Imaging Demonstrates Ocrelizumab’s Impact in Progressive MS: Robert Zivadinov, MD, PhD

The professor of neurology and director of the Buffalo Neuroimaging Analysis Center discussed his work on the ORATORIO study.

“The primary objective of the study was to see if this biomarker is reflective of progression or conversion to more disability and progressive stages of PMS. Does ocrelizumab’s mechanism of action slow down accumulation of the atrophied lesion volume?”

Ocrelizumab (Ocrevus; Genentech) reduces atrophied T2-lesion volume (aT2-LV) in patients with primary progressive multiple sclerosis (PPMS), according to data from a study presented at the 2021 American Academy of Neurology (AAN) Annual Meeting, April 17-22, by Robert Zivadinov, MD, PhD, professor of neurology director, Translational Imaging Center, Clinical Translational Research Center, Buffalo Neuroimaging Analysis Center, and director, Buffalo Neuroimaging Analysis Center.

As part of the ORATORIO trial (NCT01194570), Zivadinov and colleagues evaluated data from 732 patients with PPMS who were randomized to ocrelizumab (n = 488) or placebo (n = 244). The researchers confirmed that accumulation of aT2-LV in patients receiving placebo (366.1mm3 in 120 weeks) was consistent with previous reports in PPMS and thus further validated the biomarker’s accuracy. They found that patients treated with ocrelizumab had significantly slower accumulation of aT2-LV (319.4mm3; P = .013). Including scanner model, software, protocol changes, and additional covariates further confirmed these results (P = .029).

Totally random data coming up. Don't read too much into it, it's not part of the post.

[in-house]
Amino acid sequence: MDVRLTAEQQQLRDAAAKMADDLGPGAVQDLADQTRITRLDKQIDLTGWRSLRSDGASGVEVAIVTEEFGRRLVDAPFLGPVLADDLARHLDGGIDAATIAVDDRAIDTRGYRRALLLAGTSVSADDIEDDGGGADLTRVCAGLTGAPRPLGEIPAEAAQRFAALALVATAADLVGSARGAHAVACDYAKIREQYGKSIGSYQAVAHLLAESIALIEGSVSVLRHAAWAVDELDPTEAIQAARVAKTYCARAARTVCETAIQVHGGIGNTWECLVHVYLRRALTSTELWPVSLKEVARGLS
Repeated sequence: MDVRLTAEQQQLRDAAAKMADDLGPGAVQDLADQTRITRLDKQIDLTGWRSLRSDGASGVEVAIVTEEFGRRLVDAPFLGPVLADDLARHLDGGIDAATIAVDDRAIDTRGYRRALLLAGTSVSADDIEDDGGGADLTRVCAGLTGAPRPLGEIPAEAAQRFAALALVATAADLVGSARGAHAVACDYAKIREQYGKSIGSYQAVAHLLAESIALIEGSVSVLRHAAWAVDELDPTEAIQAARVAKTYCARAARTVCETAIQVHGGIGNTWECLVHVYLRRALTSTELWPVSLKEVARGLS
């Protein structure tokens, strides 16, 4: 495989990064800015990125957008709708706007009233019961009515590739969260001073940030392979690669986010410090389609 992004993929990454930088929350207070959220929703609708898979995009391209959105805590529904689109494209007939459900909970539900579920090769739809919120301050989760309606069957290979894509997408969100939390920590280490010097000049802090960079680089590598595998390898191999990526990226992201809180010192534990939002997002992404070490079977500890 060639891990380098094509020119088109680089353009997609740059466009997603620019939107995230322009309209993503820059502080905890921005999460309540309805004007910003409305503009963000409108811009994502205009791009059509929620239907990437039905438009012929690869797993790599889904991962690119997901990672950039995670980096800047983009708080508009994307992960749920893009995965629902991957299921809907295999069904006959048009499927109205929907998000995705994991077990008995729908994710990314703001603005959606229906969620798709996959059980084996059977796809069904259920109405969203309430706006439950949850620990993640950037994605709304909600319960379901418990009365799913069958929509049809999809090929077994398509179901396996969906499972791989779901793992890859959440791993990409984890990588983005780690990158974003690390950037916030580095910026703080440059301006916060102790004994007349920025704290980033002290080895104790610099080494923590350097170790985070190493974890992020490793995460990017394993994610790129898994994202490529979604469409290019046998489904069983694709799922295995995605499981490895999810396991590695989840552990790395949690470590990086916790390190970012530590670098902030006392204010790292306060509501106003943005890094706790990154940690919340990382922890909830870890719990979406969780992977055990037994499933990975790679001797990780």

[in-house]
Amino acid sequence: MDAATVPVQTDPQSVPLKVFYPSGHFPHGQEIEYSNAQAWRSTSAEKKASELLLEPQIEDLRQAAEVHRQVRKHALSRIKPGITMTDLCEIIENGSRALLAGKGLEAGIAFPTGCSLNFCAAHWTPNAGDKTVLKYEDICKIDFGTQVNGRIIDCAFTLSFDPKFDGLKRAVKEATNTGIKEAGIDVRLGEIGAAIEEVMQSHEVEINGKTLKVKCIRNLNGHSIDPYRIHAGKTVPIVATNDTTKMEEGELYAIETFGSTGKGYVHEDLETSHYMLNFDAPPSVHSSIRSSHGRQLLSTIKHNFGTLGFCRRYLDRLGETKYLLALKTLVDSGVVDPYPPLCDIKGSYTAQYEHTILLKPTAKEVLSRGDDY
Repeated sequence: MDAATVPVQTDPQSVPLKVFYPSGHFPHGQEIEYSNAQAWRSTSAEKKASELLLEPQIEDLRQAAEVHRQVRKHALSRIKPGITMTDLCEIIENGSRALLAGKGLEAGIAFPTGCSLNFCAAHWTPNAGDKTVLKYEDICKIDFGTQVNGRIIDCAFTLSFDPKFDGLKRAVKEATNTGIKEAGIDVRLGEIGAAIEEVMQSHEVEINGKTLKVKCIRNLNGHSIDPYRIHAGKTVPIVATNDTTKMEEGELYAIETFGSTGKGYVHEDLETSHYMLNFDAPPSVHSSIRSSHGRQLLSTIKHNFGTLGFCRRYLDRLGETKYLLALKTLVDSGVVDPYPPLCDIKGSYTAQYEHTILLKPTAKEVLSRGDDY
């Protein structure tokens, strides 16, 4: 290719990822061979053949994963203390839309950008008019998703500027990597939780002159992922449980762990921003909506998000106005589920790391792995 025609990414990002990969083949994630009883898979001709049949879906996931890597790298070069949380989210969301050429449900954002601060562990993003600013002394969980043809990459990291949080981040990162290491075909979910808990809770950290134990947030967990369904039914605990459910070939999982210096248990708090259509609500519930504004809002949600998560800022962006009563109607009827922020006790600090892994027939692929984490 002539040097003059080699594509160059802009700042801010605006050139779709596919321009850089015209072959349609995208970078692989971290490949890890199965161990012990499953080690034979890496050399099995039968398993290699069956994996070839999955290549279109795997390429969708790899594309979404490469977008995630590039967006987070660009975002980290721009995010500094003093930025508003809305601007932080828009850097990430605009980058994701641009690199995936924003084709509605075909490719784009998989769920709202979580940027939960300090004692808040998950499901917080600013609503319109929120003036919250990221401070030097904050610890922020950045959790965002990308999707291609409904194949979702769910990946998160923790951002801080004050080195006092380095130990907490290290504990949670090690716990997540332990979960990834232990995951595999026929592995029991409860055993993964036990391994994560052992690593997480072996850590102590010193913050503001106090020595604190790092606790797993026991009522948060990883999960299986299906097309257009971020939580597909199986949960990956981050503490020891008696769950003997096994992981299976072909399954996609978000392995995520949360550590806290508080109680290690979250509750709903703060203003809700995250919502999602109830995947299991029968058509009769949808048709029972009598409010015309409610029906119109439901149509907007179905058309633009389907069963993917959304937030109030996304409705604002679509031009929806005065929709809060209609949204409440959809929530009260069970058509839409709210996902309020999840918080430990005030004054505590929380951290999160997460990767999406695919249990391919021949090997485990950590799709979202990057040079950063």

NeurologyLive spoke with Zivadinov to learn more about the ORATORIO study’s objectives and findings. He also discussed efforts to determine ocrelizumab efficacy between patient populations.

REFERENCE
Zivadinov R, Pei J, Clayton D, et al. Evolution of lesions that shrink or disappear into cerebrospinal fluid (atrophied t2 lesion volume) in primary-progressive multiple sclerosis: Results from the phase III ORATORIO study. Presented at 2021 American Academy of Neurology Annual Meeting; April 17-22. Abstract P15 151